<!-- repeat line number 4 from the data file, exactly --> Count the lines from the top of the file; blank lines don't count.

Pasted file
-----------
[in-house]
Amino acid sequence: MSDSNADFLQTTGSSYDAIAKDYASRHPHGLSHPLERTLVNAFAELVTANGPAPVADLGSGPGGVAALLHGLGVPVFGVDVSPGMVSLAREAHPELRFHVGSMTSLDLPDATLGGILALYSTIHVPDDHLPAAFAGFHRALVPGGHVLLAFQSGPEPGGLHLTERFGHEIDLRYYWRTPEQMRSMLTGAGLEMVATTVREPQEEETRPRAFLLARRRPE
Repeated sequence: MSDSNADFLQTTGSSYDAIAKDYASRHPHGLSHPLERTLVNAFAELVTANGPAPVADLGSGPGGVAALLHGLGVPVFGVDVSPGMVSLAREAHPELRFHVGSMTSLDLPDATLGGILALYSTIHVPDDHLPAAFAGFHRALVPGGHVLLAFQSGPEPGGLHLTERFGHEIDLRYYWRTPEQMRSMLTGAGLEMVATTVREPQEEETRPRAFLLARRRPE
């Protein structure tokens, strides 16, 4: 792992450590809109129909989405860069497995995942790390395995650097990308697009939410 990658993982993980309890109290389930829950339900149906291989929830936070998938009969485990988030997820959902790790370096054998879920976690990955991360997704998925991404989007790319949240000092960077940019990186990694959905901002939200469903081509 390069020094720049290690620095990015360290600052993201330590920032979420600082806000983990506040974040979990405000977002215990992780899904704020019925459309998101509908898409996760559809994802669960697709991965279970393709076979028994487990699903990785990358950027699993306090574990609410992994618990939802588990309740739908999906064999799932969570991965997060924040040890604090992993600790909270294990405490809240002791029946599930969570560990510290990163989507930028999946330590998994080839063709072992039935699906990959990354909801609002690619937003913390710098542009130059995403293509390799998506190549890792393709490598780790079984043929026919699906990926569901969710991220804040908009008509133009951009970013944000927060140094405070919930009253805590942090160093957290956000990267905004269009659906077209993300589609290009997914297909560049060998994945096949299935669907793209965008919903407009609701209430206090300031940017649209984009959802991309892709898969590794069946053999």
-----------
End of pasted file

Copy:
């Protein structure tokens, strides 16, 4: 792992450590809109129909989405860069497995995942790390395995650097990308697009939410 990658993982993980309890109290389930829950339900149906291989929830936070998938009969485990988030997820959902790790370096054998879920976690990955991360997704998925991404989007790319949240000092960077940019990186990694959905901002939200469903081509 390069020094720049290690620095990015360290600052993201330590920032979420600082806000983990506040974040979990405000977002215990992780899904704020019925459309998101509908898409996760559809994802669960697709991965279970393709076979028994487990699903990785990358950027699993306090574990609410992994618990939802588990309740739908999906064999799932969570991965997060924040040890604090992993600790909270294990405490809240002791029946599930969570560990510290990163989507930028999946330590998994080839063709072992039935699906990959990354909801609002690619937003913390710098542009130059995403293509390799998506190549890792393709490598780790079984043929026919699906990926569901969710991220804040908009008509133009951009970013944000927060140094405070919930009253805590942090160093957290956000990267905004269009659906077209993300589609290009997914297909560049060998994945096949299935669907793209965008919903407009609701209430206090300031940017649209984009959802991309892709898969590794069946053999």